U.S. Defense Secretary Donald Rumsfeld said Wednesday that political reconciliation between Sunnis and Shiites is as important as the military effort in establishing security in Iraq, where thousands more U.S. troops have been summoned to Baghdad to quell an upsurge in violence.
The U.S. may have to send still more troops to the capital city, said the top U.S. general in the country, while Rumsfeld said it was too early to estimate when overall levels of U.S. forces in Iraq might begin to fall.
Gen. George Casey, the senior U.S. commander, said al-Qaida has increased its killings in Baghdad to show it remains a force to be reckoned with after the June 7 killing of its leader in Iraq, Abu Musab al-Zarqawi.
In response to the al-Qaida attacks, "what we are seeing now as a counter to that is death squads, primarily from Shiite extremist groups that are retaliating against civilians," Casey said at a news conference with Rumsfeld. "So you have both sides now attacking civilians, and that is what has caused the recent spike in violence here in Baghdad."
Casey said he was consulting with the Iraqi government on how to counteract the violence. Asked whether that might include putting more U.S. troops in the Baghdad area, Casey replied, "It may, yes."
‘We'll make sure there are adequate forces’
"We'll make sure there are adequate forces available for the Iraqis to succeed in Baghdad," he added. Rumsfeld said earlier Wednesday that the number of Iraqi and U.S. troops in Baghdad had recently grown from 40,000 to about 55,000.
Overall, there are about 129,000 U.S. troops in Iraq.
Rumsfeld said U.S. forces remain committed to helping stabilize the country, but he stressed that the key concern now is political rather than military.
"It's as much a political task as anything," he told reporters who were accompanying him on his 12th visit to Iraq since the March 2003 invasion that toppled Saddam Hussein and his Sunni Arab power base. "They're going to have to engage in a reconciliation process" between Sunnis and Shiites, including the Shiite militias that are engaging in acts of intimidation and violence in the Baghdad area, Rumsfeld said.
In the latest violence Wednesday, Iraqi authorities said gunmen ambushed a bus station in a town northeast of Baghdad, in a province where sectarian tensions run high, kidnapping two dozen people and killing all but four of them.
Rumsfeld met with Prime Minister Nouri al-Maliki and members of his Cabinet, who are under growing pressure to show better results from a monthlong crackdown on violence in the capital. Al-Maliki was scheduled to appear at a news conference with Rumsfeld, but Defense Minister Abdul-Qader Mohammed Jassim al-Mifarji attended in his place.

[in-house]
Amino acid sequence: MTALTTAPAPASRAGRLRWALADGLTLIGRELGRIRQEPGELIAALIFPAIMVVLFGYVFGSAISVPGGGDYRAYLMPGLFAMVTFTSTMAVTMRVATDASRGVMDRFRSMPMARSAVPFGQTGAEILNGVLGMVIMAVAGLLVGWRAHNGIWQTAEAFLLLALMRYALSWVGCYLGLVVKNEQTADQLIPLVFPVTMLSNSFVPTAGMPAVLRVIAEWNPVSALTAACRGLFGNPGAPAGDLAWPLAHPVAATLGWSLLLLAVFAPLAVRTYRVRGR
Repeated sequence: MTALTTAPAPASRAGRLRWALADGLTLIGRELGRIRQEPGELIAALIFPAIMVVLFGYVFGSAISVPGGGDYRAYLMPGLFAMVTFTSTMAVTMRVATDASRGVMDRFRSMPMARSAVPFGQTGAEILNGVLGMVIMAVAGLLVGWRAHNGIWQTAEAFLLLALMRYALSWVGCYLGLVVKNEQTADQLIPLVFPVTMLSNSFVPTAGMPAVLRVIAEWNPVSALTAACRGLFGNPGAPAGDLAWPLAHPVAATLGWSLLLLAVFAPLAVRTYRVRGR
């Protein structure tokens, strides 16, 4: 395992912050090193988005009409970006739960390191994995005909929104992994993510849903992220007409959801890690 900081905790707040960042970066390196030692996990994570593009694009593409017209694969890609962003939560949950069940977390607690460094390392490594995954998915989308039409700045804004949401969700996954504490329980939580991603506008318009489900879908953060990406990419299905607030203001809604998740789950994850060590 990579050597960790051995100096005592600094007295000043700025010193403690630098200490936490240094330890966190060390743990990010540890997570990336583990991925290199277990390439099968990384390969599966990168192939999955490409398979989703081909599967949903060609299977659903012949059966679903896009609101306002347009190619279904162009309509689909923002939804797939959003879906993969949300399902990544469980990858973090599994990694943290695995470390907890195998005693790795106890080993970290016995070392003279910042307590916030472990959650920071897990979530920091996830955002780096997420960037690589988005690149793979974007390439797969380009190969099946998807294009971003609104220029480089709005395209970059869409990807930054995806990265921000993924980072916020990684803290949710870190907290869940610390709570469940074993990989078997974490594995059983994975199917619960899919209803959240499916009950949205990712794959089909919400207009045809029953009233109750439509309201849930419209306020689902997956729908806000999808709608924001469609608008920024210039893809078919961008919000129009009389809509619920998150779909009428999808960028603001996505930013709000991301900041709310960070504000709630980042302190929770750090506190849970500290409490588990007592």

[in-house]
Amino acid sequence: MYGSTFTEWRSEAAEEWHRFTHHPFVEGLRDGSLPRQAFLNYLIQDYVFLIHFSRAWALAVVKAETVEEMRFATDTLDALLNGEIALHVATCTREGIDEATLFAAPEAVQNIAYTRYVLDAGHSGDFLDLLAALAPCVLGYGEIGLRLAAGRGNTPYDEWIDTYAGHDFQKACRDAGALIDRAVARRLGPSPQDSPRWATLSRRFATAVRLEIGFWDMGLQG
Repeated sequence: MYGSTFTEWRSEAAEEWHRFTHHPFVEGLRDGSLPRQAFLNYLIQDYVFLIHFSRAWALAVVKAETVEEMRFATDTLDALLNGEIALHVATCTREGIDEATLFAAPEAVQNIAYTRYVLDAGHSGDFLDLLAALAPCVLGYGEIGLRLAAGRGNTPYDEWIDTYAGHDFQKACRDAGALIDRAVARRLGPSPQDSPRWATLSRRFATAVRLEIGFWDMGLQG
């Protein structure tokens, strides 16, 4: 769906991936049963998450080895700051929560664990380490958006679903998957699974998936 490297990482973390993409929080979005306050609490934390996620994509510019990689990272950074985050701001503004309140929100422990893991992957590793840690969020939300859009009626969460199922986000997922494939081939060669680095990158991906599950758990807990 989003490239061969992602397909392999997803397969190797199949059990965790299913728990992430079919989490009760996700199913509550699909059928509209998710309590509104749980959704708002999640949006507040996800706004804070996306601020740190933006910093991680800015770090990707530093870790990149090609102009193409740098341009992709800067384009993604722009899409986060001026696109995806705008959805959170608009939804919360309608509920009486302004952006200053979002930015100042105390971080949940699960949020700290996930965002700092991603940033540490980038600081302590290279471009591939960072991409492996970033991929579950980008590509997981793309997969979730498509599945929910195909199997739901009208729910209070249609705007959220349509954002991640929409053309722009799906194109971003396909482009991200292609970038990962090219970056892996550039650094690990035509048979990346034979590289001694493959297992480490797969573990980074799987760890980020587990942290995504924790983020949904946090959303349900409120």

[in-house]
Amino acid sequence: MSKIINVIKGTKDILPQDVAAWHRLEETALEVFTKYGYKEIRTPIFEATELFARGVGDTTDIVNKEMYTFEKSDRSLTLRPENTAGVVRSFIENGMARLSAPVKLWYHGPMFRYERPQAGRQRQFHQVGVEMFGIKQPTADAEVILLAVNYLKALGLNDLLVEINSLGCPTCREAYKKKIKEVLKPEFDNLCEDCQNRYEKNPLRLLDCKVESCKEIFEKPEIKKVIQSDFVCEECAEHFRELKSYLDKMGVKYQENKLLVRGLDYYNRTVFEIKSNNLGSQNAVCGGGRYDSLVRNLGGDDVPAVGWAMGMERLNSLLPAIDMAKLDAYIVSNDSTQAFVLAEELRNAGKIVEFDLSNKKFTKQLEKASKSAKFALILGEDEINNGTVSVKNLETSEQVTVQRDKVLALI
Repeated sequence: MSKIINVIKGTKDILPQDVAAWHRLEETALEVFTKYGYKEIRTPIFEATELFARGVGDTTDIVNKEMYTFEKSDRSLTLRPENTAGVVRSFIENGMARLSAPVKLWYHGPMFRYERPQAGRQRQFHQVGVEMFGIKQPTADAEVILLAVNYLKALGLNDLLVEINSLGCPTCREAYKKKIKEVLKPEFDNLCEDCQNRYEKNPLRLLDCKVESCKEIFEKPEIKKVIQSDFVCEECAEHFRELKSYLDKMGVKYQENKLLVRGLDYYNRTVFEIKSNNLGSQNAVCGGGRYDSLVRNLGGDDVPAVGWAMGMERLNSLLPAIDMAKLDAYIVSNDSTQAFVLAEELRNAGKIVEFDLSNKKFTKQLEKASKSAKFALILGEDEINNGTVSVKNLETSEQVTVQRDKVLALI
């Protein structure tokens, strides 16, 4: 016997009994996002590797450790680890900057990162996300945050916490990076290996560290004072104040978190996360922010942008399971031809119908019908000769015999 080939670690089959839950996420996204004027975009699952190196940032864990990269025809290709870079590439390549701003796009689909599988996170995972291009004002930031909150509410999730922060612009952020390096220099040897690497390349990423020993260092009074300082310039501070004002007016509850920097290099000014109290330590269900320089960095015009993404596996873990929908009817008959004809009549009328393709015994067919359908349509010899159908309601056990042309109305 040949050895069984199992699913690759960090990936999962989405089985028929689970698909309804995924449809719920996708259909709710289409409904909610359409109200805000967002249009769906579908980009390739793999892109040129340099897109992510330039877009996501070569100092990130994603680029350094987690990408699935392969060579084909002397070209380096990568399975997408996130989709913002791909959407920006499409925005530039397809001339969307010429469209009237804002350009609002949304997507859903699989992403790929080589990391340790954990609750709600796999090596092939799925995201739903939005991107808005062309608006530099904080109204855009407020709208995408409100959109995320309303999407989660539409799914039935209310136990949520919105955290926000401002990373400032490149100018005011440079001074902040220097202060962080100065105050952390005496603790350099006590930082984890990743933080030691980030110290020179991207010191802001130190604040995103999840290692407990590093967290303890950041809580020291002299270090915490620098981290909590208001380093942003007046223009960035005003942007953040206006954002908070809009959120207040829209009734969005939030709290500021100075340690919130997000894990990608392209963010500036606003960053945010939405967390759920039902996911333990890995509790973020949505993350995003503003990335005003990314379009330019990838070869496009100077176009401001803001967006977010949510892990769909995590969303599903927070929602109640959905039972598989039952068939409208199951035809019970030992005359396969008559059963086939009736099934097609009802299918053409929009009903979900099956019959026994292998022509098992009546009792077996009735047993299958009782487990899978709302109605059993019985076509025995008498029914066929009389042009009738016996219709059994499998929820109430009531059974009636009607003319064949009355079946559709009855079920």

Rumsfeld said earlier Wednesday that the Iraqi government is not yet ready to decide on security issues that will determine the pace of U.S. troop reductions this year.
‘I don’t talk deadlines’
Speaking to reporters on a flight from southern Afghanistan to an air base at Balad, Iraq, Rumsfeld said the Iraqis are embarked "on a comprehensive review" of their security requirements.
Asked how long that might take, he said, "I don't talk deadlines."
U.S. officials have expressed hope that U.S. troop strength could be reduced to 100,000 by the end of the year, with further cuts in 2007. Rumsfeld's remarks suggested that the timing and the scope of troop cuts were still in doubt.
Rumsfeld also indicated on his flight to Iraq that he did not expect any change for now in the legal arrangement under which American troops fighting in Iraq are immune from domestic laws. Some Iraqi leaders have questioned that immunity in light of a recent string of allegations of murder and other atrocities by U.S. troops against Iraqi civilians.
He said the allegations, "It's being handled as it should be."
He indicated no heightened level of concern about the conduct of U.S. troops and said he did not intend to raise the matter in his talks Wednesday with top commanders.
Rumsfeld held a town hall style meeting with troops at the air base at Balad, a major logistics hub for the distribution of supplies to troops throughout Iraq. He offered his audience of several hundred troops a definition of "what victory means."
"First and foremost it means helping the Iraqi people take the fight to the enemy," he said. He described the enemy in Iraq as "persistent and ruthless," even after a series of tactical defeats and the loss of al-Zarqawi, the terrorist leader who was killed in a U.S. airstrike in early June.
"These enemies are not going to quit," he said.